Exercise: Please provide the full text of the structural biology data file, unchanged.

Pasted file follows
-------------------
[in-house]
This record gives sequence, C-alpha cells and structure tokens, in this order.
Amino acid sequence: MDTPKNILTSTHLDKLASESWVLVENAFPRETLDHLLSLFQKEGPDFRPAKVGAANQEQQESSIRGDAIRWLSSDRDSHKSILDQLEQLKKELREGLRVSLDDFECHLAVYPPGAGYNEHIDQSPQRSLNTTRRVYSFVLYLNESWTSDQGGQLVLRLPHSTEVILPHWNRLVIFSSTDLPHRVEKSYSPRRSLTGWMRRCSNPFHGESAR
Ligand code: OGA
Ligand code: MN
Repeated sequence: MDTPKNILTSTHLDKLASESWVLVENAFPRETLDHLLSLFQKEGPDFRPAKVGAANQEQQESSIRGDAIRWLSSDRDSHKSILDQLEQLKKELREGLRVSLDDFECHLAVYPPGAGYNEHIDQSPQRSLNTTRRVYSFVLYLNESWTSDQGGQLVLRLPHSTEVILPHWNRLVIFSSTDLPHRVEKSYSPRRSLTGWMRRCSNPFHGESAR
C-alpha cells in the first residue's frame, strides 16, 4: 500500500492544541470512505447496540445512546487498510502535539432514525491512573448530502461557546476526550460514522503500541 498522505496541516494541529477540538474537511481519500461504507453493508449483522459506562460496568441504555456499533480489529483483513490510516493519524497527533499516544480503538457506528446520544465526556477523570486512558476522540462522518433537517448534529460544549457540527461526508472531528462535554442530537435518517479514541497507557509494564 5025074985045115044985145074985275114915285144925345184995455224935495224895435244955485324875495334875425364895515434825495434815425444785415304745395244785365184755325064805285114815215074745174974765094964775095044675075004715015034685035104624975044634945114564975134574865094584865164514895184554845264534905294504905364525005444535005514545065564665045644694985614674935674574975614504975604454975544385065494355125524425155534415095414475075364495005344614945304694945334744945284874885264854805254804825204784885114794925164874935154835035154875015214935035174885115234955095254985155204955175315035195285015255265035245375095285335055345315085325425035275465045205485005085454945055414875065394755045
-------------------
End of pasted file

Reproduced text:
[in-house]
This record gives sequence, C-alpha cells and structure tokens, in this order.
Amino acid sequence: MDTPKNILTSTHLDKLASESWVLVENAFPRETLDHLLSLFQKEGPDFRPAKVGAANQEQQESSIRGDAIRWLSSDRDSHKSILDQLEQLKKELREGLRVSLDDFECHLAVYPPGAGYNEHIDQSPQRSLNTTRRVYSFVLYLNESWTSDQGGQLVLRLPHSTEVILPHWNRLVIFSSTDLPHRVEKSYSPRRSLTGWMRRCSNPFHGESAR
Ligand code: OGA
Ligand code: MN
Repeated sequence: MDTPKNILTSTHLDKLASESWVLVENAFPRETLDHLLSLFQKEGPDFRPAKVGAANQEQQESSIRGDAIRWLSSDRDSHKSILDQLEQLKKELREGLRVSLDDFECHLAVYPPGAGYNEHIDQSPQRSLNTTRRVYSFVLYLNESWTSDQGGQLVLRLPHSTEVILPHWNRLVIFSSTDLPHRVEKSYSPRRSLTGWMRRCSNPFHGESAR
C-alpha cells in the first residue's frame, strides 16, 4: 500500500492544541470512505447496540445512546487498510502535539432514525491512573448530502461557546476526550460514522503500541 498522505496541516494541529477540538474537511481519500461504507453493508449483522459506562460496568441504555456499533480489529483483513490510516493519524497527533499516544480503538457506528446520544465526556477523570486512558476522540462522518433537517448534529460544549457540527461526508472531528462535554442530537435518517479514541497507557509494564 5025074985045115044985145074985275114915285144925345184995455224935495224895435244955485324875495334875425364895515434825495434815425444785415304745395244785365184755325064805285114815215074745174974765094964775095044675075004715015034685035104624975044634945114564975134574865094584865164514895184554845264534905294504905364525005444535005514545065564665045644694985614674935674574975614504975604454975544385065494355125524425155534415095414475075364495005344614945304694945334744945284874885264854805254804825204784885114794925164874935154835035154875015214935035174885115234955095254985155204955175315035195285015255265035245375095285335055345315085325425035275465045205485005085454945055414875065394755045